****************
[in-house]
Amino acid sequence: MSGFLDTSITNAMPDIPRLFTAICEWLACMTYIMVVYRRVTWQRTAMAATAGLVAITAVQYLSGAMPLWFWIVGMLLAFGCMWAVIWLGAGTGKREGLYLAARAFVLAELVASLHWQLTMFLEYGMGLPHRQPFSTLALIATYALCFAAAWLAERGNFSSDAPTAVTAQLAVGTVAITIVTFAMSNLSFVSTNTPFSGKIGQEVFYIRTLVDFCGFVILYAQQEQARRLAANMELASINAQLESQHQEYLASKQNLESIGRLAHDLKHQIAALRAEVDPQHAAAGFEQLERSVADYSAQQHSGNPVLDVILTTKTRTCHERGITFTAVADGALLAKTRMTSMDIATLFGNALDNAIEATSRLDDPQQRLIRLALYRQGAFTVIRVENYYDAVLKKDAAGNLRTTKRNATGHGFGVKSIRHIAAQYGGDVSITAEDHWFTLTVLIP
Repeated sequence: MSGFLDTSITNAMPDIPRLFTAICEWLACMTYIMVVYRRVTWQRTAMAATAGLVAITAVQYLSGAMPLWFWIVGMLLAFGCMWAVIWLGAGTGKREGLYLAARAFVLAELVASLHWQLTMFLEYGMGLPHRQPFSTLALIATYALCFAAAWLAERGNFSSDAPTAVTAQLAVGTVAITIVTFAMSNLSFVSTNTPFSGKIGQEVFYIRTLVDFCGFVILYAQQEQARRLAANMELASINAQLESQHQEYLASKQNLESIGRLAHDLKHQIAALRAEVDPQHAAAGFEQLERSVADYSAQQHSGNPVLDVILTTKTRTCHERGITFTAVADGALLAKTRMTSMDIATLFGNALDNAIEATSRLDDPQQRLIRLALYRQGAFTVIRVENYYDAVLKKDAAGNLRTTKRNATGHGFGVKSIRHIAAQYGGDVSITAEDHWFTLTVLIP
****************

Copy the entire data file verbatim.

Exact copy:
[in-house]
Amino acid sequence: MSGFLDTSITNAMPDIPRLFTAICEWLACMTYIMVVYRRVTWQRTAMAATAGLVAITAVQYLSGAMPLWFWIVGMLLAFGCMWAVIWLGAGTGKREGLYLAARAFVLAELVASLHWQLTMFLEYGMGLPHRQPFSTLALIATYALCFAAAWLAERGNFSSDAPTAVTAQLAVGTVAITIVTFAMSNLSFVSTNTPFSGKIGQEVFYIRTLVDFCGFVILYAQQEQARRLAANMELASINAQLESQHQEYLASKQNLESIGRLAHDLKHQIAALRAEVDPQHAAAGFEQLERSVADYSAQQHSGNPVLDVILTTKTRTCHERGITFTAVADGALLAKTRMTSMDIATLFGNALDNAIEATSRLDDPQQRLIRLALYRQGAFTVIRVENYYDAVLKKDAAGNLRTTKRNATGHGFGVKSIRHIAAQYGGDVSITAEDHWFTLTVLIP
Repeated sequence: MSGFLDTSITNAMPDIPRLFTAICEWLACMTYIMVVYRRVTWQRTAMAATAGLVAITAVQYLSGAMPLWFWIVGMLLAFGCMWAVIWLGAGTGKREGLYLAARAFVLAELVASLHWQLTMFLEYGMGLPHRQPFSTLALIATYALCFAAAWLAERGNFSSDAPTAVTAQLAVGTVAITIVTFAMSNLSFVSTNTPFSGKIGQEVFYIRTLVDFCGFVILYAQQEQARRLAANMELASINAQLESQHQEYLASKQNLESIGRLAHDLKHQIAALRAEVDPQHAAAGFEQLERSVADYSAQQHSGNPVLDVILTTKTRTCHERGITFTAVADGALLAKTRMTSMDIATLFGNALDNAIEATSRLDDPQQRLIRLALYRQGAFTVIRVENYYDAVLKKDAAGNLRTTKRNATGHGFGVKSIRHIAAQYGGDVSITAEDHWFTLTVLIP